Sizing up sea salt
January 3, 2012
by Jeff Gelski
The evolution of sodium reduction in processed foods and beverages apparently is set to continue in 2012, as might interest in sea salt. Food and beverage companies wanting to combine the two trends in product development may want to take a cautious approach. Not all sea salts are the same, and many may have as much sodium chloride as table salt.
ICL Performance Products LP, St. Louis, said it has an exception in its Salona ingredient. A natural mineral derived from the Dead Sea, Salona has levels ranging from 31% to 35% magnesium chloride, 21% to 26% potassium chloride and not more than 7% sodium chloride, said Nadeen Myers, food phosphate specialist for ICL Performance Products LP.
“Most sea salts are mainly sodium chloride with only minor or trace levels of other elements,” she said. “Salona low sodium sea salt is much lower in sodium and much higher in magnesium and potassium than most other sea salts.”
She said Salona may be used in many food applications as a replacement for up to 50% sodium chloride and as a full replacement for potassium chloride. ICL Performance Products launched Salona in 2011. The product is available in three granulations: fine, medium and coarse.
According to the Dallas-based American Heart Assoc-iation, kosher salt and most sea salts are chemically the same as table salt (40% sodium), and they count the same toward total sodium consumption. The A.H.A. said manufacturers are using sea salt in potato chips and other snacks because it’s “all-natural” and not processed like table salt and because some health-conscious consumers choose sea salt since it contains minerals like magnesium.
“Sea salt is obtained directly through the evaporation of seawater,” the association said. “It is usually not processed, or undergoes minimal pro-cessing, and therefore retains trace levels of minerals like magnesium, potassium, cal-cium and other nutrients.
“Table salt, on the other hand, is mined from salt deposits and then processed to give it a fine texture so it’s easier to mix and use in recipes. Processing strips table salt of any minerals it may have contained, and additives are also usually incorporated to prevent clumping or caking.”
Wendy’s International, Inc., Dublin, Ohio, in 2010 took the natural approach when it introduced natural-cut french fries with sea salt. Sea Salt brand potato chips from Kettle Foods, Salem, Ore., are a third lower in sodium than leading brands, according to the company. Kettle Foods said the chips contain “a kiss of sea salt.”
Consumers may associate sea salt with reduced sodium. The A.H.A. in a survey last year asked 1,000 American adults to assess their awareness and beliefs about how sea salt effects heart health. Sixty-one per cent incorrectly agreed that sea salt is a low sodium alternative to table salt, according to the A.H.A.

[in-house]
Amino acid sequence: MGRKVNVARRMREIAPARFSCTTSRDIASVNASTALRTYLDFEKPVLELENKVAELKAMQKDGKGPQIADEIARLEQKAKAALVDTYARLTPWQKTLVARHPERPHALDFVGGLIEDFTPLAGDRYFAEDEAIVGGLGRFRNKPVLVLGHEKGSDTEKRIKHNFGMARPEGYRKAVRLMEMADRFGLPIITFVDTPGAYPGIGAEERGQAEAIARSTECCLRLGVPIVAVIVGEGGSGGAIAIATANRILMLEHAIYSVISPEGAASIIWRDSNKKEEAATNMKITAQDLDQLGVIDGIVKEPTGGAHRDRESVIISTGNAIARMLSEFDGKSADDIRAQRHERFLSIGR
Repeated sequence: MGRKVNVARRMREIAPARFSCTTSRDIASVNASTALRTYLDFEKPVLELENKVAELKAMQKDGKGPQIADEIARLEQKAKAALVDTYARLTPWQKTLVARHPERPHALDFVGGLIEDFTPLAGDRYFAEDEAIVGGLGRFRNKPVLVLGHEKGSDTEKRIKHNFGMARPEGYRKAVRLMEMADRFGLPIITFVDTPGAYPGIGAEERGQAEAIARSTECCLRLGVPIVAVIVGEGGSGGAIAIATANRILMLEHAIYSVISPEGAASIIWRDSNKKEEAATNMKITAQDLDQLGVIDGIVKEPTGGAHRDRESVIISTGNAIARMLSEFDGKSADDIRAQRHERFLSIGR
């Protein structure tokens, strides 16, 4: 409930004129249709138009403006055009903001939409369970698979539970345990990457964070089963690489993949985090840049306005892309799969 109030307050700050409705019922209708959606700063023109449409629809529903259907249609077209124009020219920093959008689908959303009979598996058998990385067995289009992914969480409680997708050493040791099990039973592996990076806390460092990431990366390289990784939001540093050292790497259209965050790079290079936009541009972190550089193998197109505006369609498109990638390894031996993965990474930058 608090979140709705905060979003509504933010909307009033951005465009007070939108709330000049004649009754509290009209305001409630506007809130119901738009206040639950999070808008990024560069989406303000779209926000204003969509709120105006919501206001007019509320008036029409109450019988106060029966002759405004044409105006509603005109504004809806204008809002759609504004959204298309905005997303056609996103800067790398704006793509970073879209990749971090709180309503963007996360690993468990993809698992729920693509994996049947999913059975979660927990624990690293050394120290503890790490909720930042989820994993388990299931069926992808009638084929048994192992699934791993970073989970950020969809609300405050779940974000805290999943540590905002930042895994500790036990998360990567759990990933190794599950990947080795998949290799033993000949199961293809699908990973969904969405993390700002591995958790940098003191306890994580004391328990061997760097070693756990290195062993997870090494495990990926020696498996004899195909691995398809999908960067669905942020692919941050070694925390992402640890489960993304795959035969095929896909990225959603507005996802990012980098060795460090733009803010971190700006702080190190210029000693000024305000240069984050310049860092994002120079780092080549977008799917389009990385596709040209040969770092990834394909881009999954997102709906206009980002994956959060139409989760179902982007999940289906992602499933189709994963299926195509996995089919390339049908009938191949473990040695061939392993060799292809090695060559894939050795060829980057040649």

In research released Nov. 17 from the Consensus Action on Salt and Health, a public health advocacy group based in London, a public analyst measured the sodium chloride content of gourmet rock and sea salts and table salt. The results showed all the salts contained as much sodium chloride as each other. According to a survey conducted by the London-based market research firm Which?, people who buy rock or sea salt said they do so because they believe those salts are healthier (24%) or more natural (39%) than table salt.
The Dietary Guidelines for Americans recommends reducing sodium daily intake to less than 2,300 mg. A further reduction to 1,500 mg daily intake of sodium should be sought by people age 51 and older and those of any age who are African American or have hypertension, diabetes or chronic kidney disease. The A.H.A. recommends consuming no more than 1,500 mg of sodium per day.
Tate & Lyle invests in sodium reduction
London-based Tate & Lyle, P.L.C. in 2011 signed an exclusive, worldwide license agreement with Eminate Ltd., a subsidiary of the University of Nottingham in the United Kingdom, for a salt reduction technology from Eminate. Tate & Lyle will assume responsibility for commercializing the Soda-Lo technology, including manu-facturing, product development, sales and marketing. Tate & Lyle plans to commence a global rollout of the product this year.
“Soda-Lo is actually based on ordinary salt (sodium chloride) in conjunction with a small amount of binder such as maltodextrin or acacia gum, both naturally and widely used food ingredients,” said Mathew Wootton, group vice-president, investor relations for Tate & Lyle. “Using special manufacturing, the ingredients are combined to make small particles, microscopic hollow balls, which are a fraction of the size of normal salt crystals. The result is that the Soda-Lo particles taste saltier on the tongue and thus less Soda-Lo is required to achieve the same level of saltiness in foods than when using ordinary table salt.”
He said Soda-Lo may be used to achieve up to a 30% reduction in added salt in foods. Applications include bread, savory pastry, savory pie fillings, soups, cheese and baked savory products.
SuperBind may aid in meat product sodium reduction
Innophos, Inc., Cranbury, N.J., now has two ingredients that may be used to reduce sodium in meat products. SuperBind is a new phosphate blend designed to achieve superior binding in a variety of meat products, according to the company. It is helpful to enhance binding in lower sodium meat and poultry products. It may be labeled as sodium phosphate.
Curavis So-Lo 93 may be used to reduce sodium in processed meat and poultry. It is a specialty phosphate blend containing a balanced mix of potassium and sodium pyrophosphate to achieve good functionality and appearance, according to Innophos.